The Best MSR Foregrips on the Market

OUTDOORS

   04.08.21

It took me far too long to put any type of forward grip on any of my AR-15 rifles. I grew up in the age of early first-person shooters and as I got older, I ended up associating things like Vertical Foregrips (VFGs) and Angled Foregrips (AFGs) with try-too-hard mall ninjas who were just buying the accessories to look the part. Then, after running a couple of drills with a buddy’s rifle that featured a VFG, I was hooked. However, not all grips are created the same and not every MSR foregrip is a vertical one. Over the years I have learned to appreciate each type of grip for where it specializes and have even tried a couple of unconventional grips like the Ryker grip just to see what they are all about. From my experiences, the best MSR foregrips on the market can make you perform better on the range.

1. Magpul M-LOK MVG MOV Vertical Grip – Editor’s Pick

Magpul makes great products for just about anything you can find on an AR-15. My first ever rifle build involved heavy use of Magpul parts, however, my first build was missing a crucial component for a stable shooting platform – a Magpul MVG vertical foregrip. With M-LOG being a near universal and durable attachment method I don’t think you can go wrong with the M-LOK version of the MVG grip.

The grip is made from durable polymer meaning you don’t have to worry about smashing it to bits if you’re shooting from a supported position and you’ll also likely never have to replace the unit unless you drive a dump truck over it (and at that point I think you’ll be in for a new rifle too).

The grip itself is comfortable due to the slight give the grip has and it is also not overly long meaning that it won’t get in the way of your sling but still has enough real estate for you to place your entire support hand over it comfortably. The Magpul M-LOG MVG MOV Vertical grip is available for just $22.95 and comes in 4 different colors to match your specific rifle build.

Pros/Affordable, durable, dependable

Cons/ Some may consider M-LOK to be a less durable method of attachment when compared to picatinny rails

Bottom Line/Can’t go wrong with this option unless you’re using it as a bludgeon on rock monsters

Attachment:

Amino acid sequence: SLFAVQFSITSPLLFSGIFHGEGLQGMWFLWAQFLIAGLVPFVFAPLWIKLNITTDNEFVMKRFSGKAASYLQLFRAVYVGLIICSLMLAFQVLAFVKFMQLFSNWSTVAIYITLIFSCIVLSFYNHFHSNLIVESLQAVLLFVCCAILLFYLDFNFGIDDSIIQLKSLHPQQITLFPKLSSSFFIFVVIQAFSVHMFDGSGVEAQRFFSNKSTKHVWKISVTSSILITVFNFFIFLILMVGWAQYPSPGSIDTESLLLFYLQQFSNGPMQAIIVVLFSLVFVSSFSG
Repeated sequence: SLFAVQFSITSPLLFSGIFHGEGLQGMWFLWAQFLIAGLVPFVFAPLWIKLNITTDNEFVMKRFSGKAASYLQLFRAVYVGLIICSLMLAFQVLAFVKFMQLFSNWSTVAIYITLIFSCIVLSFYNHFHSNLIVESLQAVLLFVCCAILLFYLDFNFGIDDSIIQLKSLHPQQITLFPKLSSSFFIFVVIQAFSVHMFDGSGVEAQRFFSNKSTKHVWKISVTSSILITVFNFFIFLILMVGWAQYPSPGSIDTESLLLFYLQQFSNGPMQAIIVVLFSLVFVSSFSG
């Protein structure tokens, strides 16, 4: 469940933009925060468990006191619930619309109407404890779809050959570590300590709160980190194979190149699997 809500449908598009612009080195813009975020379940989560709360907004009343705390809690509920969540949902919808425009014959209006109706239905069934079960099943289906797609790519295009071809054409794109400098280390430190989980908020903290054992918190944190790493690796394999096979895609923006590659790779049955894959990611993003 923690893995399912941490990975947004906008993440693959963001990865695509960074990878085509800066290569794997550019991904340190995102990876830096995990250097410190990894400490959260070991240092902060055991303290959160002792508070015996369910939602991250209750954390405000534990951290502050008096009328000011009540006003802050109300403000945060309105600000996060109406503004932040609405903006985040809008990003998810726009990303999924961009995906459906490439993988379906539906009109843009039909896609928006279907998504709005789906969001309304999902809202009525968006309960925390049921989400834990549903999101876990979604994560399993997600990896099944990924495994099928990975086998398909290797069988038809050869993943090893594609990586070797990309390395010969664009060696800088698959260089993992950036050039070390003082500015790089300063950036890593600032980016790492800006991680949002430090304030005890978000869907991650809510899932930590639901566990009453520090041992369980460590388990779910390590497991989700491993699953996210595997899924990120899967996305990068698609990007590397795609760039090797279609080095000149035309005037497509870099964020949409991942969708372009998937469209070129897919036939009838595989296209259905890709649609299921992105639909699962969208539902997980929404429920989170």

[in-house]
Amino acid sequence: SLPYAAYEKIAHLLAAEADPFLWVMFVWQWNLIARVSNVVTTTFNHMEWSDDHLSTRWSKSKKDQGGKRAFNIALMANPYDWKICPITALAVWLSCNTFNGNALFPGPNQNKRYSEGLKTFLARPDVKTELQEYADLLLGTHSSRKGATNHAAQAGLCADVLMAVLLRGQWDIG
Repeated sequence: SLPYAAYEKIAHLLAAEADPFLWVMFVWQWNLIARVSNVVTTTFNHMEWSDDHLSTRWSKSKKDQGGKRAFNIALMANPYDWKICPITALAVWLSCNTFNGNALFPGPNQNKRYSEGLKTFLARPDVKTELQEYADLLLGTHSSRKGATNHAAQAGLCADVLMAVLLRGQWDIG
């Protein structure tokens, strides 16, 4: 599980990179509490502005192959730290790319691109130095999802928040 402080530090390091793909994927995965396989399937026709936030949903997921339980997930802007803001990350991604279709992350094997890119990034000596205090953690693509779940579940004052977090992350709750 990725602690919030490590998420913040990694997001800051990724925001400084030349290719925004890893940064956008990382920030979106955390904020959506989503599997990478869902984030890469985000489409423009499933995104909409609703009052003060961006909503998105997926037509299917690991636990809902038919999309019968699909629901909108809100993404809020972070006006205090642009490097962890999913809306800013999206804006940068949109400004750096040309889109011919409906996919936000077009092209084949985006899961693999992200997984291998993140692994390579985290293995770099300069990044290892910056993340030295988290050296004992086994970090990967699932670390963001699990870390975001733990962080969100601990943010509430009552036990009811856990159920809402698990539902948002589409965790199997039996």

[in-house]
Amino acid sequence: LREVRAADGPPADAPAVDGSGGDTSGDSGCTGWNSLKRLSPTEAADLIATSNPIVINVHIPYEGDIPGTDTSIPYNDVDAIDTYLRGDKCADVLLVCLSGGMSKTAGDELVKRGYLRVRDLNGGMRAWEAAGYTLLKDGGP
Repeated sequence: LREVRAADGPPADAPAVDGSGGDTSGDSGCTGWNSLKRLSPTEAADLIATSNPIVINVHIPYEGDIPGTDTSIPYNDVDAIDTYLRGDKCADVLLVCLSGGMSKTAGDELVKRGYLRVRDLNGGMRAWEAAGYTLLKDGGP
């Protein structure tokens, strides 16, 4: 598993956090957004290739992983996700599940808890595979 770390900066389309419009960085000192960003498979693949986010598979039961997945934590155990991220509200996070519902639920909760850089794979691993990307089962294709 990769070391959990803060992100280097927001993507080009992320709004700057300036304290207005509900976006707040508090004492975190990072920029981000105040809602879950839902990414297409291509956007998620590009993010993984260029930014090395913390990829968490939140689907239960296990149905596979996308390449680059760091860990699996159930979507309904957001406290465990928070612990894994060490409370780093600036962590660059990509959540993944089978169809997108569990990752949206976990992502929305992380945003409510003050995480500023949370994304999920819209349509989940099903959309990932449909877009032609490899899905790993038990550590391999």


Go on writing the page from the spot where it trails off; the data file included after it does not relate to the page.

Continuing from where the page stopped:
2. Tyrant Designs AR-15 HALO Minivert Foregrip – Stylish Pick

Tyrant designs always has outstanding build quality for their products. Nearly everything they make is made from high-grade CNC milled aluminum and is anodized in a vibrant array of colors to fit your style or spice up your rig. 

The HALO Minivert foregrip sits at a slight angle making supporting the rifle with your other hand a bit more comfortable when shooting from an unsupported position. However, the angle that the grip sits at also means that it makes it sightly less comfortable to shoot from a prone position when using the grip, but I find that the angle of the grip is shallow enough for you to still make use of it on the ground.

The Tyrant Designs AR-15 HALO Minivert Foregrip is available in Red, Blue, Gray and Black Anodized finish and costs $57.99.

Pros/High quality product made from aircraft-grade aluminum

Cons/Heavier than polymer grips, more expensive than other options

Bottom Line/Great way to spice up your competition rig and improve your performance at the same time

3. Mid-Evil Industries 360 RFG Vertical Grip

This is one of those novel products I thought would be a gimmick at first but turned out to be better than expected. The Mid-Evil Industries 360 RFG Vertical Grip is unique in that it can fit the role of an AFG, VFG, or even a stubby grip all in one piece. The adjustment method of the grip means that there is a chance that it can come loose – and that it is quite heavy at 6 oz.